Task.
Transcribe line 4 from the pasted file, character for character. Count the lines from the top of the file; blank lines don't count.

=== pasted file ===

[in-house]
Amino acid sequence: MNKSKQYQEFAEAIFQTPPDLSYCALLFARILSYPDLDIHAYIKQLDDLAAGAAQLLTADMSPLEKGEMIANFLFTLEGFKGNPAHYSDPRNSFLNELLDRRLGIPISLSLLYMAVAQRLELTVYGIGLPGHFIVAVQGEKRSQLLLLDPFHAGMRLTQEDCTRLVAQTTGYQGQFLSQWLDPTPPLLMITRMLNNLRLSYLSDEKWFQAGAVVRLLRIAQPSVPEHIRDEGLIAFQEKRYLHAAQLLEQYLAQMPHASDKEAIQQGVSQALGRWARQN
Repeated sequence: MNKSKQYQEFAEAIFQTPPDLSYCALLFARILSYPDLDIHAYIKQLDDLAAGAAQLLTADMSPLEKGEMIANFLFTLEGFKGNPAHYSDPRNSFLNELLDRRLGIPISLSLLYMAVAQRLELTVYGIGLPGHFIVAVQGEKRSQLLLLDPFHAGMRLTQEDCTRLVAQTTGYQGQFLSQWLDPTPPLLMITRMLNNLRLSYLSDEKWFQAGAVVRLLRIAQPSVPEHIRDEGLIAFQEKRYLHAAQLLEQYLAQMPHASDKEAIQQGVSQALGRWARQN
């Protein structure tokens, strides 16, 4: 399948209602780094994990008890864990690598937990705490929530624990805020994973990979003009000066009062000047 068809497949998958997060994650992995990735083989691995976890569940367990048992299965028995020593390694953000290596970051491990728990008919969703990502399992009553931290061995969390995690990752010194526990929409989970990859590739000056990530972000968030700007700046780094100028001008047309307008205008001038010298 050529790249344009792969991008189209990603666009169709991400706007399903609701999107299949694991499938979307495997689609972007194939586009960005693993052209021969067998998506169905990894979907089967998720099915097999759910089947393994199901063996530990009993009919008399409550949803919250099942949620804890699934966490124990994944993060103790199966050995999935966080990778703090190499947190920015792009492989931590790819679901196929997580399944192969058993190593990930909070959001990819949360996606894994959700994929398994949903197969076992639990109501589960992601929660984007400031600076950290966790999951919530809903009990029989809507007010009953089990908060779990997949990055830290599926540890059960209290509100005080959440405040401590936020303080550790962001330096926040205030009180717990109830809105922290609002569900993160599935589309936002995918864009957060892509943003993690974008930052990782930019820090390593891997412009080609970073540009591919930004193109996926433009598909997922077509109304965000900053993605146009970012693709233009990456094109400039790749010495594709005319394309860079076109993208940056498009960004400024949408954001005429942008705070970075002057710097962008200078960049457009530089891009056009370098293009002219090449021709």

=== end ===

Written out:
């Protein structure tokens, strides 16, 4: 399948209602780094994990008890864990690598937990705490929530624990805020994973990979003009000066009062000047 068809497949998958997060994650992995990735083989691995976890569940367990048992299965028995020593390694953000290596970051491990728990008919969703990502399992009553931290061995969390995690990752010194526990929409989970990859590739000056990530972000968030700007700046780094100028001008047309307008205008001038010298 050529790249344009792969991008189209990603666009169709991400706007399903609701999107299949694991499938979307495997689609972007194939586009960005693993052209021969067998998506169905990894979907089967998720099915097999759910089947393994199901063996530990009993009919008399409550949803919250099942949620804890699934966490124990994944993060103790199966050995999935966080990778703090190499947190920015792009492989931590790819679901196929997580399944192969058993190593990930909070959001990819949360996606894994959700994929398994949903197969076992639990109501589960992601929660984007400031600076950290966790999951919530809903009990029989809507007010009953089990908060779990997949990055830290599926540890059960209290509100005080959440405040401590936020303080550790962001330096926040205030009180717990109830809105922290609002569900993160599935589309936002995918864009957060892509943003993690974008930052990782930019820090390593891997412009080609970073540009591919930004193109996926433009598909997922077509109304965000900053993605146009970012693709233009990456094109400039790749010495594709005319394309860079076109993208940056498009960004400024949408954001005429942008705070970075002057710097962008200078960049457009530089891009056009370098293009002219090449021709």